Having personally hand-picked Japanese matcha tea leaves, Calli O’Brien learned about matcha literally from the ground up. She has worked with the best matcha Tea Masters on the planet, toured the Japanese mills where the world’s finest matcha powder is still stone-ground to perfection, and managed the packaging, labeling, transportation, product development, marketing and retail distribution of matcha tea products on three continents. After almost a decade of experience in the matcha industry, Calli decided to start her own matcha business, My Matcha Life.
What do you do at My Matcha Life?
Everything! Technically speaking I am the visionary and CEO, but as we are a new company at this time I look after pretty much all aspects; sales, purchasing, packaging, labeling, marketing, shipping when necessary! Social media, biz development, business strategy, etc., and some bookkeeping.
Have you always had an interest in tea?
I have a laugh when asked this because I am not a tea lover or drinker except for matcha. Occasionally I like a Rooibos tea or ginger tea made from fresh ginger.
You previously worked at DoMatcha. What was that experience like?
I came to love matcha and its history and production through my 9 years promoting DoMatcha. I was fortunate to be able to meet and work with some of the top matcha tea masters and producers in the world. Which for matcha really means Japan. I traveled throughout the US and Canada educating people about the knowledge I had learned. And learning from the feedback from all those people. I loved it.
What was it like working with the world’s top matcha tea masters?
Eye-opening, frustrating, and inspiring!!
When did you decide to leave and start your own matcha business?
In the summer of 2014 the business structure at DoMatcha was changing while at the same time my aging mother, who lived across the way from me, was really in her last few months of life, so I decided to focus on my time with my mom and wasn’t sure what I was going to do exactly. Maybe a natural health broker or start my own matcha company, I wasn’t sure. I finally launched My Matcha Life in March of 2015.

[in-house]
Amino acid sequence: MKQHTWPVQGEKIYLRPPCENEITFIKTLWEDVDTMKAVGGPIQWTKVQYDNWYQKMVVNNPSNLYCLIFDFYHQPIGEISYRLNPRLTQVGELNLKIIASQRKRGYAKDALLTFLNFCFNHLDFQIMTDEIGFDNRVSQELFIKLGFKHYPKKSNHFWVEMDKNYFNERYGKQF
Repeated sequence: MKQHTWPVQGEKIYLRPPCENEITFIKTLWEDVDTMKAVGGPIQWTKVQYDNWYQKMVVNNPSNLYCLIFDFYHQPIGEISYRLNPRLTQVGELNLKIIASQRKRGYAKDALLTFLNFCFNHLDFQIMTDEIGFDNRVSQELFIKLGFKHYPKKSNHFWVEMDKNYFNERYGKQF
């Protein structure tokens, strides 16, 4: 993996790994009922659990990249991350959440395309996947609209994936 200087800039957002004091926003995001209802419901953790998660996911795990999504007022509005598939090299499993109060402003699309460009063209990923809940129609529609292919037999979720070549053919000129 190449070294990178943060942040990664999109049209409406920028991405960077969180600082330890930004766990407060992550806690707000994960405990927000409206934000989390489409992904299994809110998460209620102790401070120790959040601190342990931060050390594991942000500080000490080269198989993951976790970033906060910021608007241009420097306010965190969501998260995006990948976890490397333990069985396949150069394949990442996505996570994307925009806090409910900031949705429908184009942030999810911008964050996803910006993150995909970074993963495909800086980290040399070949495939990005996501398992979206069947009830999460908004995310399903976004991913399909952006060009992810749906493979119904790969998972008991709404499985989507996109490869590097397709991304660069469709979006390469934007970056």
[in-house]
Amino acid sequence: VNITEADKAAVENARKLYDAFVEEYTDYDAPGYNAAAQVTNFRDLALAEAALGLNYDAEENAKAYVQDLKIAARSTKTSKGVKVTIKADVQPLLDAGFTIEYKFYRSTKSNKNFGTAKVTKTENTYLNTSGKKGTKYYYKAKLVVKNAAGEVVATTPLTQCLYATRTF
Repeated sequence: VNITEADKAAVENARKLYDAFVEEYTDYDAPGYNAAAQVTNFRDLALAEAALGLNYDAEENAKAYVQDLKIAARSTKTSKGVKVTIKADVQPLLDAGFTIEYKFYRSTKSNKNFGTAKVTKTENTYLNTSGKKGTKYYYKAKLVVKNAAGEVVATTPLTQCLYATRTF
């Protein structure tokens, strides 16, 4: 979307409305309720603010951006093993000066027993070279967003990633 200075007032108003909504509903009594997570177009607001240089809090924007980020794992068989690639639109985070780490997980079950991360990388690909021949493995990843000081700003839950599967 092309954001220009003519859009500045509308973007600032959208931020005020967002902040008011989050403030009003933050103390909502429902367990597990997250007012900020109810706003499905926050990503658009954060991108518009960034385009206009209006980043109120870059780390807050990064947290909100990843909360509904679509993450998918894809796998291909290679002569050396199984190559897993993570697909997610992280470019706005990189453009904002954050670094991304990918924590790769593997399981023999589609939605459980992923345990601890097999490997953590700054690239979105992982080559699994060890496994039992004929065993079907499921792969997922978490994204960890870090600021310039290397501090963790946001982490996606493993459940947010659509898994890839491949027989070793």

What makes My Matcha Life matcha special?
Because of my experience and contacts in the matcha industry over the past 10 years and my understanding of what matcha drinkers here wanted, I was able to select the best matchas for the grade, for the nutritional profile, and for the price. We offer top quality matcha at three different grade levels, one for the Purists, one for the Health Enthusiasts, and one for the Fun Foodie in all of us. Respectively: our Tea Lover’s Organic Ceremonial Matcha, our Barista’s Matcha, and then our Foodie’s Culinary Matcha.
You traveled extensively through Japan to find the best matcha. What was that like? Do you have any tips for readers wanting to visit Japan and go on their own matcha tasting trip?
Japan’s matcha producers make up a very intimate group where everyone knows everyone. Most have been producers or growers, or both, for generations. It has been interesting to see the respect they each have for one another, it’s not how North Americans do business! Japan is a fabulous country, but it’s full of nuances and layers… so keep your wits about you when you go. Japanese Tea Ceremonies aren’t everyone’s “cup of tea” either, so I personally would go see the artisans involved in matcha production, and the farms themselves. Go have a matcha at a farmers farmhouse, it’s a truly exceptional experience.
What should readers know about drinking matcha?
It’s a personal thing. There really isn’t a right or a wrong way to drink it or use it. However……the best experience of matcha happens when you drink it with simply hot, not boiling, water. This allows the l-theanine full access and you get that beautiful wave of calmness, assuredness and mental clarity coming over you. There’s no other experience like it.
What should readers know about cooking with matcha?
Make it fun! You can put it in anything. Sauces, soups, desserts, cocktails, breakfast cereals, fish, mixed with herbs, etc. Cooking will affect the antioxidants in the matcha so if you are going to cook with it get a good quality culinary grade with a price per gram about 0.22-0.25 cents. Poor quality culinary grades of matcha can be brownish in color, and give your recipe an “off” taste and color.
Do you have any recommendations for readers wanting to learn more about matcha?
We have a fairly comprehensive site on matcha, its health benefits, FAQ’s, recipes, history, etc., or they can read The Matcha Report 2015 that I co-wrote… I’d suggest Matcha 101 and under our blog pages there are some fun “how to” videos as well.